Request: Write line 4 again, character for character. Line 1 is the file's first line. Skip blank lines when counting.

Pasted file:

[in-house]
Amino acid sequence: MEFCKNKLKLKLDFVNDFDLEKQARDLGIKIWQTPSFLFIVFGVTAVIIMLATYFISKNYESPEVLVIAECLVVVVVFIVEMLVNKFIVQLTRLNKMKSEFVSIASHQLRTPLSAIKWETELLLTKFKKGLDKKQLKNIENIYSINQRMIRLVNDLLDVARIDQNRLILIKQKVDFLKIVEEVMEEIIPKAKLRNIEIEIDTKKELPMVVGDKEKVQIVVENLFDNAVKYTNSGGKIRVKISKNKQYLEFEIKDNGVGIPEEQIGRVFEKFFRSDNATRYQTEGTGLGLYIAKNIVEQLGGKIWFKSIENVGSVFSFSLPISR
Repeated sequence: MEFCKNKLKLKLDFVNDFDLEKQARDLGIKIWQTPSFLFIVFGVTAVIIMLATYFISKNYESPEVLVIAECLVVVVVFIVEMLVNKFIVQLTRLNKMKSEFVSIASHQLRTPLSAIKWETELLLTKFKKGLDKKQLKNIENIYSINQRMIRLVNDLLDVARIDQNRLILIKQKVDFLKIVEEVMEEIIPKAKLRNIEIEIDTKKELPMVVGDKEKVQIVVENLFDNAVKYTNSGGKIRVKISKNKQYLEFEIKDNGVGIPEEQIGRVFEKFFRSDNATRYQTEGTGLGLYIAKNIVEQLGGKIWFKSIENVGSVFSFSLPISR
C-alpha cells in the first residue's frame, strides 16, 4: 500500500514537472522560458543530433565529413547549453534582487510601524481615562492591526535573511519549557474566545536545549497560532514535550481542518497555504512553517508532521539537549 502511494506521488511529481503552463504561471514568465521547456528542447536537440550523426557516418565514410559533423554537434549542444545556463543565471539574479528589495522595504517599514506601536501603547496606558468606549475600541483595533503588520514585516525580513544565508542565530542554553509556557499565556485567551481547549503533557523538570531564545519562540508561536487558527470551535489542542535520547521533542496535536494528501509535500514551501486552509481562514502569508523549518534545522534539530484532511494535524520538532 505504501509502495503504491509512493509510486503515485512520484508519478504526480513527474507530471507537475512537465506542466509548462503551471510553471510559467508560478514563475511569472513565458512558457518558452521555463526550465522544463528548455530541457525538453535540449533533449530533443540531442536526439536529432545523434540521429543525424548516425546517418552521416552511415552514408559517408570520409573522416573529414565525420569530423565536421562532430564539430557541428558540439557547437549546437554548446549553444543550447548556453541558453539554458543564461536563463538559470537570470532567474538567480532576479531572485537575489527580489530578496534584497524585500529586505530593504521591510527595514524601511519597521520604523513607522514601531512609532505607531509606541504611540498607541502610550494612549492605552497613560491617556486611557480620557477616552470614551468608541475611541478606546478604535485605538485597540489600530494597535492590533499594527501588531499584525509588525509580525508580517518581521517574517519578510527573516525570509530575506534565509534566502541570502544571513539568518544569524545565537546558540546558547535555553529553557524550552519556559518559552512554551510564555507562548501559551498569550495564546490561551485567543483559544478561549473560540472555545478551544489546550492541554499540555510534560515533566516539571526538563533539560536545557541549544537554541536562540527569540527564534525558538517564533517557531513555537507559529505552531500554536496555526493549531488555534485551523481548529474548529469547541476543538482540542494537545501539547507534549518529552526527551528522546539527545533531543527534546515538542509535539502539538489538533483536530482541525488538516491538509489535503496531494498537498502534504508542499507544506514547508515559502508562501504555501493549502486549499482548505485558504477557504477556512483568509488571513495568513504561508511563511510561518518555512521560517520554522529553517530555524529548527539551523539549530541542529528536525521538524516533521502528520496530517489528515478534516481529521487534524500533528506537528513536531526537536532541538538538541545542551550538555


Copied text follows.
C-alpha cells in the first residue's frame, strides 16, 4: 500500500514537472522560458543530433565529413547549453534582487510601524481615562492591526535573511519549557474566545536545549497560532514535550481542518497555504512553517508532521539537549 502511494506521488511529481503552463504561471514568465521547456528542447536537440550523426557516418565514410559533423554537434549542444545556463543565471539574479528589495522595504517599514506601536501603547496606558468606549475600541483595533503588520514585516525580513544565508542565530542554553509556557499565556485567551481547549503533557523538570531564545519562540508561536487558527470551535489542542535520547521533542496535536494528501509535500514551501486552509481562514502569508523549518534545522534539530484532511494535524520538532 505504501509502495503504491509512493509510486503515485512520484508519478504526480513527474507530471507537475512537465506542466509548462503551471510553471510559467508560478514563475511569472513565458512558457518558452521555463526550465522544463528548455530541457525538453535540449533533449530533443540531442536526439536529432545523434540521429543525424548516425546517418552521416552511415552514408559517408570520409573522416573529414565525420569530423565536421562532430564539430557541428558540439557547437549546437554548446549553444543550447548556453541558453539554458543564461536563463538559470537570470532567474538567480532576479531572485537575489527580489530578496534584497524585500529586505530593504521591510527595514524601511519597521520604523513607522514601531512609532505607531509606541504611540498607541502610550494612549492605552497613560491617556486611557480620557477616552470614551468608541475611541478606546478604535485605538485597540489600530494597535492590533499594527501588531499584525509588525509580525508580517518581521517574517519578510527573516525570509530575506534565509534566502541570502544571513539568518544569524545565537546558540546558547535555553529553557524550552519556559518559552512554551510564555507562548501559551498569550495564546490561551485567543483559544478561549473560540472555545478551544489546550492541554499540555510534560515533566516539571526538563533539560536545557541549544537554541536562540527569540527564534525558538517564533517557531513555537507559529505552531500554536496555526493549531488555534485551523481548529474548529469547541476543538482540542494537545501539547507534549518529552526527551528522546539527545533531543527534546515538542509535539502539538489538533483536530482541525488538516491538509489535503496531494498537498502534504508542499507544506514547508515559502508562501504555501493549502486549499482548505485558504477557504477556512483568509488571513495568513504561508511563511510561518518555512521560517520554522529553517530555524529548527539551523539549530541542529528536525521538524516533521502528520496530517489528515478534516481529521487534524500533528506537528513536531526537536532541538538538541545542551550538555